We hiked up a dirt road from the parking area to the trail head. The beautifully maintained trail starts in tall Colorado pines and firs, with a sprinkling of wildflowers. Each uphill stretch was met with a period of relatively flat recovery, a far cry from the straight up treks in the Balkans.
We finally broke through the tree line and the terrain turned rocky, but it was still easy to pick our way through the boulders. Walking through clouds we reached the saddle between the two small summit peaks that were a few feet higher and just a short scramble. But we decided the saddle was summit enough as we started to hear the first claps of thunder.
Being good Floridians and heeding the warnings about exposure and lightning we decided it was time to go down. We were a little concerned about the youth group that we encountered close to the top. They’d broken up into several dispersed groups and the last we saw of them the youngest seemed to be scrambling to the summit as the rain started. Apparently they didn’t take to heart our admonitions that they might want to think about starting down.
Just as we approached the tree line, the real rain started. We managed to get our raincoats on but not our rainpants. Soon the rain turned to pellets of hail, which was to become a weather theme for our trip, although we didn’t know it then. It turns out hail really hurts when it starts to hit your face and hands.
J and I moved fast through three different sessions of hail, all the way to the bottom where, naturally, the sun was now emerging from the clouds. M and S were slightly ahead and we were all soaked. Fortunately the house had good laundry equipment which we took full advantage of.
We had a late lunch at a very informal spot called The Local. I tried the elk stew, which seems to be a specialty of the area. It was good, but frankly anything would have tasted good by then.
We managed to relax in the afternoon as more rain poured down, and did some additional gear shopping (which seems to be an integral part of such trips). I scored a great $13 long sleeved hiking shirt. It helps when you can fit into a boys large.
Despite large lunches we forced ourselves to choke down a good dinner at Claire’s, a nice restaurant where we could sit at the bar without a wait. We had read that Twin Sisters was a great training hike for Longs Peak, and were pretty pleased with our prowess. We were all feeling very ready to go. Were we?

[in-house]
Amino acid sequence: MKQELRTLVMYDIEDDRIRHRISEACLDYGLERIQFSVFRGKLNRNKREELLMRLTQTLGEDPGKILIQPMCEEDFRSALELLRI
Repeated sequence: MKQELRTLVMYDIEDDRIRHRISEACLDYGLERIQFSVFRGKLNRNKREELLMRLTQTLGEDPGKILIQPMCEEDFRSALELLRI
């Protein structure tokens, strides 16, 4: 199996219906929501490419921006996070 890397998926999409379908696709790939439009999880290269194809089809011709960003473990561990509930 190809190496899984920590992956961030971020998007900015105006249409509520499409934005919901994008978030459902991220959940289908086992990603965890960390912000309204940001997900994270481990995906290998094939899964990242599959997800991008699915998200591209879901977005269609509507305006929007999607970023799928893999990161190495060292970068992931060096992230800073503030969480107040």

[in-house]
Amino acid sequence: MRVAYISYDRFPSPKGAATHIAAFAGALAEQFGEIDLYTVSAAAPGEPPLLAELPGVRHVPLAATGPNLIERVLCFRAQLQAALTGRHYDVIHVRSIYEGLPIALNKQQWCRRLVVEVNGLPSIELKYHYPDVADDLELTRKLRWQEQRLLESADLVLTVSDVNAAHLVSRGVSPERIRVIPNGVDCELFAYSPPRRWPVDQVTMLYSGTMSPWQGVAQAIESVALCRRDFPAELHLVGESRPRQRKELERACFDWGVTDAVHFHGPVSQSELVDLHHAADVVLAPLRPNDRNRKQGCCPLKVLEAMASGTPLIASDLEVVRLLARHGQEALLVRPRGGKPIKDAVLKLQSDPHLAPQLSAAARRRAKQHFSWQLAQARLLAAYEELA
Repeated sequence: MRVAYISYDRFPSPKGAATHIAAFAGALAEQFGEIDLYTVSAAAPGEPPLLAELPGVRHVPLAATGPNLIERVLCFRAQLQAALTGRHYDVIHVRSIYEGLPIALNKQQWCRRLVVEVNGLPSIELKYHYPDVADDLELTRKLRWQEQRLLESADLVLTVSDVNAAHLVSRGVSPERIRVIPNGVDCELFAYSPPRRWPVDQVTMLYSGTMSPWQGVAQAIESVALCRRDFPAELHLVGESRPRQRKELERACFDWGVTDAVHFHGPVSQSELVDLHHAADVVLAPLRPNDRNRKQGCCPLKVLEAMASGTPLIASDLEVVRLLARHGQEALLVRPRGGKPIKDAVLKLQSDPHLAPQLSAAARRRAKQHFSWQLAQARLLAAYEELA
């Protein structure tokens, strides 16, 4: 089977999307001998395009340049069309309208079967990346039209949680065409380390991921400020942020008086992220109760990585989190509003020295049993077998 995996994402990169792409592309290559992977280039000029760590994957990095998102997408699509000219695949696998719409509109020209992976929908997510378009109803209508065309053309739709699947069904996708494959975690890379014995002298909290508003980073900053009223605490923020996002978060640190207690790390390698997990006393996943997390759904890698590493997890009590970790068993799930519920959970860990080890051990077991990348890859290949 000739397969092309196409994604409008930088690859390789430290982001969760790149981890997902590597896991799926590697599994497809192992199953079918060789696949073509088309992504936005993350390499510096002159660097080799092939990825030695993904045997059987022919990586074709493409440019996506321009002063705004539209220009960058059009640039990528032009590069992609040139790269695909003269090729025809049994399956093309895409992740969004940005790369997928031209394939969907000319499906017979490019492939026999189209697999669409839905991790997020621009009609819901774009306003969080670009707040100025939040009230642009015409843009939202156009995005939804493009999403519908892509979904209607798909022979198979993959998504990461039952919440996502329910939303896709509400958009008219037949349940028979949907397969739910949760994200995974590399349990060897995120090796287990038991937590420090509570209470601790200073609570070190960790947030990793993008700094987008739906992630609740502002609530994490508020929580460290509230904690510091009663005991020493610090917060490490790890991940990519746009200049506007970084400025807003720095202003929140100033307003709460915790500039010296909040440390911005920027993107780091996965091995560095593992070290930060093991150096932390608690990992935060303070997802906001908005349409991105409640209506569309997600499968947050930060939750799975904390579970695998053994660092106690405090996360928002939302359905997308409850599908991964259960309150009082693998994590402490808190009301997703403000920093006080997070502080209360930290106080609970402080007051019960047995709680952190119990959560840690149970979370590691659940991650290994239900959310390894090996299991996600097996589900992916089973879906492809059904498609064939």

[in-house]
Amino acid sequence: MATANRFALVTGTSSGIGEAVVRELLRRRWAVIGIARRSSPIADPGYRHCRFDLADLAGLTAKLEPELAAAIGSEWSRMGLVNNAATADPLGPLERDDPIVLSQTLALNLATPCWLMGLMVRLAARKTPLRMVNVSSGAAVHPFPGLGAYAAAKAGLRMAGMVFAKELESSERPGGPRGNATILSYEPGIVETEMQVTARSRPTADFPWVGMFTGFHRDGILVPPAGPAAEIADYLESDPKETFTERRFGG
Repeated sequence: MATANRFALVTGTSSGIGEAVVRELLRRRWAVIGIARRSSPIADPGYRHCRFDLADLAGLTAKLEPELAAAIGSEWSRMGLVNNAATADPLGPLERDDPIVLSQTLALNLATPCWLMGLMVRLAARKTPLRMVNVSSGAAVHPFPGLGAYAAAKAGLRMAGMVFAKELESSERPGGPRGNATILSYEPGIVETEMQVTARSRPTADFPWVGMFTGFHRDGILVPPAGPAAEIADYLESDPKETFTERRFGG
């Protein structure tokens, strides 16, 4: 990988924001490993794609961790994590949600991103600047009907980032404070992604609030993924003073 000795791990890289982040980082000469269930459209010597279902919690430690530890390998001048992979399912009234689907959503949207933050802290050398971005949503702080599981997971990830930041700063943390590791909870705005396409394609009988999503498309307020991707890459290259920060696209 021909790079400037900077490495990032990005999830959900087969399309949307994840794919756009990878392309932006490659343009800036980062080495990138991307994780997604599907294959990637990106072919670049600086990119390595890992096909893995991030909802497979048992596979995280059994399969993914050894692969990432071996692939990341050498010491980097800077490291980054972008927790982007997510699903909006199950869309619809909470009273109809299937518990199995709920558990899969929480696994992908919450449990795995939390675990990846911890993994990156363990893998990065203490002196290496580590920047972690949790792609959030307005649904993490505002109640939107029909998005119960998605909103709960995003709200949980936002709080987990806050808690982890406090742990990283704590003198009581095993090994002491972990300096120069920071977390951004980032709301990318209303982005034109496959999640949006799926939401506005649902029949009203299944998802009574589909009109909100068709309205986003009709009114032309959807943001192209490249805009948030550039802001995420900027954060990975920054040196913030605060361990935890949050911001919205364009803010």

Rolling green hills, lightning storms approaching, wildflowers edging the two lane roads. While I could choose to write about 18 miles plodding down the West Orange Trail a couple of weeks ago, it’s more fun to remember this past weekend in Austin, Texas.
Air travel is once again a thing- I reread my blog posts from last summer with some sense of bemusement. How quickly we forget isolation – except for the fact rental cars are more expensive than plane tickets (and those are going up too) and the ubiquitous Uber drivers seem to have all disappeared.
Husband J and I must have increased the median age in East Austin, home of daughter S, by at least a couple of decades. East Austin is inhabited by hordes of 20 somethings scootering between watering holes that are interspersed with eating establishments catering to any variety of tastes.
After a lovely, if late, dinner at the French restaurant Justine’s, on Saturday S and her boyfriend Z took us adventuring in the Hill Country, which starts just outside Austin.
First stop was Enchanted Rock State Park. The route there took us off the interstates and onto a series of two lane roads winding through the hills. It’s been raining and the roadsides are splattered with a palate of colors – yellow and burgundy tickseeds interrupted by sudden bursts of purple thistle. The park itself is centered around a very large granite “mountain” protruding up 472 feet which is surrounded by smaller rock structures and cliffs. The way up is straightforward if a little steep in parts. Easy when it’s dry, but I can imagine if wet it would be extremely slick. The top is pocked with carved out pools in which little oases of grass and cactus flourish, as do funny little water bugs that scat about on the bottom.
After enjoying the views we plowed downward – not paying a lot of attention to direction on the theory it was all down. But shortly we realized we were descending the wrong side of the granite mound and corrected our course – not, however, by returning to the regular trail. Instead we found ourselves facing a decent little scramble that required hands, and in my case an assist from Z as the drop was quite a bit further than my short little legs could manage.
A bit nerve wracking as it’s been so long we’ve been on a true rock face but what better training for Longs Peak. On the other hand I felt strong and except for the mental challenge it was reaffirming to feel I could have done the hike several times in a row.
Once we rejoined those who had chosen a more conventional descent it was time to drive 40 minutes farther, onto Southhold Farm and Cellar. S had treated us all to a wine tasting and small plate experience at one of Texas’s up and coming wineries. We enjoyed 4 different wines with wonderful names such as The Lovers and the Dreamers while watching flashes of lightning in the distance as a storm rolled in across the broad green valley. And I kept wondering about the elegantly dressed woman, wearing a large sunhat and long dress, sitting alone drinking wine on one of the swings. She looked as though she was in the opening scene of a romantic comedy.
A drive back to Austin and Z demonstrated his cooking talents with seared duck breast over a mushroom risotto. A fitting end to an enchanted day!